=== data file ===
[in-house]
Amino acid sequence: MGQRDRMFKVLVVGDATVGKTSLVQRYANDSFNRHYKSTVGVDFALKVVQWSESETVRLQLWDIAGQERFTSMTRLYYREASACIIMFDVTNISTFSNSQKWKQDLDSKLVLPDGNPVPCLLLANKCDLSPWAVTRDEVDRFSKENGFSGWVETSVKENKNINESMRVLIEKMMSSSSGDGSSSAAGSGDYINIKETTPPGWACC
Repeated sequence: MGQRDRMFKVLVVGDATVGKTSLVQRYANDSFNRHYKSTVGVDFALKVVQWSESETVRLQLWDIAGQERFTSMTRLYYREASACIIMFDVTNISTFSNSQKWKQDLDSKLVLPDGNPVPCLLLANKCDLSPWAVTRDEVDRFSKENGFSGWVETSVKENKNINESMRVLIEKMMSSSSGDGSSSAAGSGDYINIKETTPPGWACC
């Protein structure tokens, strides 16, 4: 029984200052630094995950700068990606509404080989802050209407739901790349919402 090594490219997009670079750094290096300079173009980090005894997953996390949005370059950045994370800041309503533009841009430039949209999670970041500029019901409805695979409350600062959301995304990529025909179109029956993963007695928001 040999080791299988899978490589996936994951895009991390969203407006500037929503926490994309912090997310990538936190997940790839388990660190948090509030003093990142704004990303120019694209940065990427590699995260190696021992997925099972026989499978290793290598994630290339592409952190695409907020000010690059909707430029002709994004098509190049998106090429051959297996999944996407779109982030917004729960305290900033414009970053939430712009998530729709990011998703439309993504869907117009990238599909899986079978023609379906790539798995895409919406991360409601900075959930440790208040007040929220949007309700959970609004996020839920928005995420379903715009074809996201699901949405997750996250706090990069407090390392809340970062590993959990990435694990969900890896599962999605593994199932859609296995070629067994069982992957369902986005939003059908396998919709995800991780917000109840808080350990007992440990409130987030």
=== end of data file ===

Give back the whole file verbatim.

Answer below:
[in-house]
Amino acid sequence: MGQRDRMFKVLVVGDATVGKTSLVQRYANDSFNRHYKSTVGVDFALKVVQWSESETVRLQLWDIAGQERFTSMTRLYYREASACIIMFDVTNISTFSNSQKWKQDLDSKLVLPDGNPVPCLLLANKCDLSPWAVTRDEVDRFSKENGFSGWVETSVKENKNINESMRVLIEKMMSSSSGDGSSSAAGSGDYINIKETTPPGWACC
Repeated sequence: MGQRDRMFKVLVVGDATVGKTSLVQRYANDSFNRHYKSTVGVDFALKVVQWSESETVRLQLWDIAGQERFTSMTRLYYREASACIIMFDVTNISTFSNSQKWKQDLDSKLVLPDGNPVPCLLLANKCDLSPWAVTRDEVDRFSKENGFSGWVETSVKENKNINESMRVLIEKMMSSSSGDGSSSAAGSGDYINIKETTPPGWACC
């Protein structure tokens, strides 16, 4: 029984200052630094995950700068990606509404080989802050209407739901790349919402 090594490219997009670079750094290096300079173009980090005894997953996390949005370059950045994370800041309503533009841009430039949209999670970041500029019901409805695979409350600062959301995304990529025909179109029956993963007695928001 040999080791299988899978490589996936994951895009991390969203407006500037929503926490994309912090997310990538936190997940790839388990660190948090509030003093990142704004990303120019694209940065990427590699995260190696021992997925099972026989499978290793290598994630290339592409952190695409907020000010690059909707430029002709994004098509190049998106090429051959297996999944996407779109982030917004729960305290900033414009970053939430712009998530729709990011998703439309993504869907117009990238599909899986079978023609379906790539798995895409919406991360409601900075959930440790208040007040929220949007309700959970609004996020839920928005995420379903715009074809996201699901949405997750996250706090990069407090390392809340970062590993959990990435694990969900890896599962999605593994199932859609296995070629067994069982992957369902986005939003059908396998919709995800991780917000109840808080350990007992440990409130987030």